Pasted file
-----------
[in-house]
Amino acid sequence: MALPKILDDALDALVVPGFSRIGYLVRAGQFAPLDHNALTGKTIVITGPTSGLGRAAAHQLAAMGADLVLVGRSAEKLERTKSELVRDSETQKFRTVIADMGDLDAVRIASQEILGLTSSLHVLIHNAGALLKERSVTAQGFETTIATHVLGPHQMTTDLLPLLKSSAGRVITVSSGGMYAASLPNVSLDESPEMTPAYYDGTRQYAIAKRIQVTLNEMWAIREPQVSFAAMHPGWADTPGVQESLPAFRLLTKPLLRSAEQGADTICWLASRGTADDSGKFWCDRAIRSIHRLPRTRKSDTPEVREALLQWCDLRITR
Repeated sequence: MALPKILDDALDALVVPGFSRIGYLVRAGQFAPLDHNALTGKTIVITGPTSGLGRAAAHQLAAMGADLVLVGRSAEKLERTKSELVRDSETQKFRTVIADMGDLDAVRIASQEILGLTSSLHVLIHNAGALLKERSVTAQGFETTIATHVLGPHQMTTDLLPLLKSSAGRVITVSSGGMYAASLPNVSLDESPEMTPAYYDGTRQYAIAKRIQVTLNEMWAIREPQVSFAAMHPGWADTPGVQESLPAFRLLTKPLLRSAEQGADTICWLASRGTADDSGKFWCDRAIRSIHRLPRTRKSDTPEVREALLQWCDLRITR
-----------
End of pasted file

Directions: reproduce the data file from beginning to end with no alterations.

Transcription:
[in-house]
Amino acid sequence: MALPKILDDALDALVVPGFSRIGYLVRAGQFAPLDHNALTGKTIVITGPTSGLGRAAAHQLAAMGADLVLVGRSAEKLERTKSELVRDSETQKFRTVIADMGDLDAVRIASQEILGLTSSLHVLIHNAGALLKERSVTAQGFETTIATHVLGPHQMTTDLLPLLKSSAGRVITVSSGGMYAASLPNVSLDESPEMTPAYYDGTRQYAIAKRIQVTLNEMWAIREPQVSFAAMHPGWADTPGVQESLPAFRLLTKPLLRSAEQGADTICWLASRGTADDSGKFWCDRAIRSIHRLPRTRKSDTPEVREALLQWCDLRITR
Repeated sequence: MALPKILDDALDALVVPGFSRIGYLVRAGQFAPLDHNALTGKTIVITGPTSGLGRAAAHQLAAMGADLVLVGRSAEKLERTKSELVRDSETQKFRTVIADMGDLDAVRIASQEILGLTSSLHVLIHNAGALLKERSVTAQGFETTIATHVLGPHQMTTDLLPLLKSSAGRVITVSSGGMYAASLPNVSLDESPEMTPAYYDGTRQYAIAKRIQVTLNEMWAIREPQVSFAAMHPGWADTPGVQESLPAFRLLTKPLLRSAEQGADTICWLASRGTADDSGKFWCDRAIRSIHRLPRTRKSDTPEVREALLQWCDLRITR